All work, no play
Sometimes, 30 grand is all you need. A $30,000 transfer scholarship by Chui L. Tsang, president and superintendent of Santa Monica College, strives to provide the winning student with enough money to enjoy pursuing a bachelor’s degree.
Tsang introduced the scholarship in light of his own personal experience as a community college student trying to juggle life and studies.
“I think if a person doesn’t have to work or has to work less hours, then they can enjoy their upper-division education more and also focus more time on their education,” Tsang said.
Tsang received his bachelor’s degree in linguistics at the University of California, Berkeley, and his doctorate at Stanford University. While studying to attain his bachelor’s degree, he worked hard and forfeited his student life. Even though he enjoyed the experience he received from his jobs, he knows how difficult it can be to focus on school with heavy financial responsibilities.
Even though the funds are coming from the college, the scholarship is named after the superintendent as the Dr. Chui L. Tsang Transfer Scholarship.
“I am grateful for that because I’ve been in community college education for many, many years, and I see that this is really my recognition of my work of a lifetime,” he said.
The scholarship is available to any student who is finishing up his or her education at Santa Monica College and is transferring to a four-year university, including international students and those under the DREAM Act.
“Their immigration and visa status are not determining factors,” he said. “We are a college that accepts all of the students, students all over the world. We accept students who do not have a clear residential status. We accept them. They are part of us, and if they are part of Santa Monica College, they have the right to apply for the scholarship.”
However, students have to be nominated by a faculty member or college personnel, Tsang said.
After the students are nominated, a committee made of faculty from different departments selects a few students who will then be reviewed by Tsang.
Last spring, the committee chose five students, who were then reviewed by Tsang for the final round. He chose three students and interviewed them before choosing Richard Jimenez as the recipient of the scholarship.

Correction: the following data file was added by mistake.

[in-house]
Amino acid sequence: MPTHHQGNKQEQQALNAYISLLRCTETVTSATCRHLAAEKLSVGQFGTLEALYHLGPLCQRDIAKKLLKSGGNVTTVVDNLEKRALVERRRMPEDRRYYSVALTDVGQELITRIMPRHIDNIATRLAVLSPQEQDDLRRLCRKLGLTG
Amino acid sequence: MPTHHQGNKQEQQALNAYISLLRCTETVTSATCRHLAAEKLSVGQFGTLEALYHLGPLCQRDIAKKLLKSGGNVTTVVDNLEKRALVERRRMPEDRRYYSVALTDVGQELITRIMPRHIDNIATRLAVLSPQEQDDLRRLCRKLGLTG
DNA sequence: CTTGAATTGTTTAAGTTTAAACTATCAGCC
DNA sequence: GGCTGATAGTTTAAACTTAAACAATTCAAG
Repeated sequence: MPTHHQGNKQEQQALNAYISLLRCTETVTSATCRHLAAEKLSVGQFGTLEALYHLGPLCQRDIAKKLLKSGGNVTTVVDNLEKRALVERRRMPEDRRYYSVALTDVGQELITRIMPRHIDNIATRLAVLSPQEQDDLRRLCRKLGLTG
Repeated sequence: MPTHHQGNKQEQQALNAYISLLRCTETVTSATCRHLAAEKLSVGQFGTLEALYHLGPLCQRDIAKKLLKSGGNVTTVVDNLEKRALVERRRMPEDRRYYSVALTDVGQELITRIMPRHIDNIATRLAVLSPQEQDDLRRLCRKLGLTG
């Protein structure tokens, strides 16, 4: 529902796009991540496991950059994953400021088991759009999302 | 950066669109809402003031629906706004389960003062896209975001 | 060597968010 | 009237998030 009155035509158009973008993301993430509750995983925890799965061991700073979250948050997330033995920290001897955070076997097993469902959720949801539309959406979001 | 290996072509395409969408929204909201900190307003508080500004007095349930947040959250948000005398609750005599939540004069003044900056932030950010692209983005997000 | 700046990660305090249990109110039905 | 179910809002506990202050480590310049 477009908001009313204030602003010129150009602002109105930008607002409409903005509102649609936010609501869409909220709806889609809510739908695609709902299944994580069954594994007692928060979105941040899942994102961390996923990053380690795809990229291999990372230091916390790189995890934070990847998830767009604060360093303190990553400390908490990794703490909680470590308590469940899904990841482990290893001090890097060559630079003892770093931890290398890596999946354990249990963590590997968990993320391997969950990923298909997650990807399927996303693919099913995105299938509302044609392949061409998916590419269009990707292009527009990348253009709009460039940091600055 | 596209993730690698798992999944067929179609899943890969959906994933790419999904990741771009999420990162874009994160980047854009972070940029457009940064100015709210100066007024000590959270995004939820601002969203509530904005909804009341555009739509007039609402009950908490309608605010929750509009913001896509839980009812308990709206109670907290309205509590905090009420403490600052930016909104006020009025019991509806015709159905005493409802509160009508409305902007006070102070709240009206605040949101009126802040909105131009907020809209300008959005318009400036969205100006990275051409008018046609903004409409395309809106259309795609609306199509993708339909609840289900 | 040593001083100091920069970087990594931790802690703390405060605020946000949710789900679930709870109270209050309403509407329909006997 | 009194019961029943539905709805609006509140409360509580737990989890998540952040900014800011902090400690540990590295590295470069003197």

“They were all outstanding and very deserving,” he said. “That was one of the hardest decisions I had to make. Which one should be the recipient for the scholarship? And finally I decided on Richard. I found his story and his struggle impressive in every way.”
Tsang was impressed with Jimenez’ independence despite missing a high school education due to his need to work, at times becoming homeless or involved with gangs.
Now, Richard is studying at the University of California, Berkeley, where he is aiming to become a psychologist.
“What we do, too, with the scholarship is that I want to continue monitoring the progress of his academic work,” Tsang said.
To make sure that the money is used for educational purposes, the college gives it in two installments of $7,500 every six months, to amount to $15,000 a year. Such monitoring helps not only to make sure that the student is doing well in school, but also provides them with needed support.
Tsang said he wants Richard to come and help him select the next scholarship recipient in the upcoming year.
In case a student does not do well in their first year after transfer, SMC is dedicated to helping the student overcome the difficulties he or she may face by keeping in touch and providing guidance and resources.
“I am looking for evidence that these students will be leaders in the future, leaders that can contribute to the world in the ways that they have chosen to or they plan to,” Tsang said. “We hope that through this scholarship we can help them achieve their dreams.”